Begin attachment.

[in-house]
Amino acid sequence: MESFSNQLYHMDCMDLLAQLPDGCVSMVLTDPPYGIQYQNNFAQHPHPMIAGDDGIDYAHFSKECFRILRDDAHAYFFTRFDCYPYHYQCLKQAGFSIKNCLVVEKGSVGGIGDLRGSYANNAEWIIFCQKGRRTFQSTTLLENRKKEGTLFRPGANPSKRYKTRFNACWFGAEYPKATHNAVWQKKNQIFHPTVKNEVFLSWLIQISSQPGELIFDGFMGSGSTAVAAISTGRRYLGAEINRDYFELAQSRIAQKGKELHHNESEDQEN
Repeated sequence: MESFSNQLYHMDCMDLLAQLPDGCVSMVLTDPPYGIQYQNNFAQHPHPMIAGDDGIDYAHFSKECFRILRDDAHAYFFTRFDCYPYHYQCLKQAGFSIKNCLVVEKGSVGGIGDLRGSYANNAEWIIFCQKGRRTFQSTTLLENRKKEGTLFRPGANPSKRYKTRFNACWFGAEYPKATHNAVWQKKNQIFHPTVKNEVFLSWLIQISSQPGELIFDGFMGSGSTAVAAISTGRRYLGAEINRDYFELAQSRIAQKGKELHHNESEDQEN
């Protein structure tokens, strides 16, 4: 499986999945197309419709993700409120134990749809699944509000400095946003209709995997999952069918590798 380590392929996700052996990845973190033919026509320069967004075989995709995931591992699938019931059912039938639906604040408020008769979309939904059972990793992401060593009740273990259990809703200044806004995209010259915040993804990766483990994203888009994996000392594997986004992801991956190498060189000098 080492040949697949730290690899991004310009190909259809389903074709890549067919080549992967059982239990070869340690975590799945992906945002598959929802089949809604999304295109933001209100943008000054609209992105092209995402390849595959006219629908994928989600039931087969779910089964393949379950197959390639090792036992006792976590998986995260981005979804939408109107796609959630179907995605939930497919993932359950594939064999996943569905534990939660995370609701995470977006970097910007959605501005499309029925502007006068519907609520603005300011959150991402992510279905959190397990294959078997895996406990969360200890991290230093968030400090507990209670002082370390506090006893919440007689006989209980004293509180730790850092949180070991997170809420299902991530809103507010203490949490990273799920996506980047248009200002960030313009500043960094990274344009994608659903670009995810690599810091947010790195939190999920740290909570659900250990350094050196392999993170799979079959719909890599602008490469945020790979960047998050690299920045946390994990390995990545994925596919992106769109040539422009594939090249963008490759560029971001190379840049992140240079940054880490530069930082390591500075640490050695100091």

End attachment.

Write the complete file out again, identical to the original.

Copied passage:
[in-house]
Amino acid sequence: MESFSNQLYHMDCMDLLAQLPDGCVSMVLTDPPYGIQYQNNFAQHPHPMIAGDDGIDYAHFSKECFRILRDDAHAYFFTRFDCYPYHYQCLKQAGFSIKNCLVVEKGSVGGIGDLRGSYANNAEWIIFCQKGRRTFQSTTLLENRKKEGTLFRPGANPSKRYKTRFNACWFGAEYPKATHNAVWQKKNQIFHPTVKNEVFLSWLIQISSQPGELIFDGFMGSGSTAVAAISTGRRYLGAEINRDYFELAQSRIAQKGKELHHNESEDQEN
Repeated sequence: MESFSNQLYHMDCMDLLAQLPDGCVSMVLTDPPYGIQYQNNFAQHPHPMIAGDDGIDYAHFSKECFRILRDDAHAYFFTRFDCYPYHYQCLKQAGFSIKNCLVVEKGSVGGIGDLRGSYANNAEWIIFCQKGRRTFQSTTLLENRKKEGTLFRPGANPSKRYKTRFNACWFGAEYPKATHNAVWQKKNQIFHPTVKNEVFLSWLIQISSQPGELIFDGFMGSGSTAVAAISTGRRYLGAEINRDYFELAQSRIAQKGKELHHNESEDQEN
């Protein structure tokens, strides 16, 4: 499986999945197309419709993700409120134990749809699944509000400095946003209709995997999952069918590798 380590392929996700052996990845973190033919026509320069967004075989995709995931591992699938019931059912039938639906604040408020008769979309939904059972990793992401060593009740273990259990809703200044806004995209010259915040993804990766483990994203888009994996000392594997986004992801991956190498060189000098 080492040949697949730290690899991004310009190909259809389903074709890549067919080549992967059982239990070869340690975590799945992906945002598959929802089949809604999304295109933001209100943008000054609209992105092209995402390849595959006219629908994928989600039931087969779910089964393949379950197959390639090792036992006792976590998986995260981005979804939408109107796609959630179907995605939930497919993932359950594939064999996943569905534990939660995370609701995470977006970097910007959605501005499309029925502007006068519907609520603005300011959150991402992510279905959190397990294959078997895996406990969360200890991290230093968030400090507990209670002082370390506090006893919440007689006989209980004293509180730790850092949180070991997170809420299902991530809103507010203490949490990273799920996506980047248009200002960030313009500043960094990274344009994608659903670009995810690599810091947010790195939190999920740290909570659900250990350094050196392999993170799979079959719909890599602008490469945020790979960047998050690299920045946390994990390995990545994925596919992106769109040539422009594939090249963008490759560029971001190379840049992140240079940054880490530069930082390591500075640490050695100091």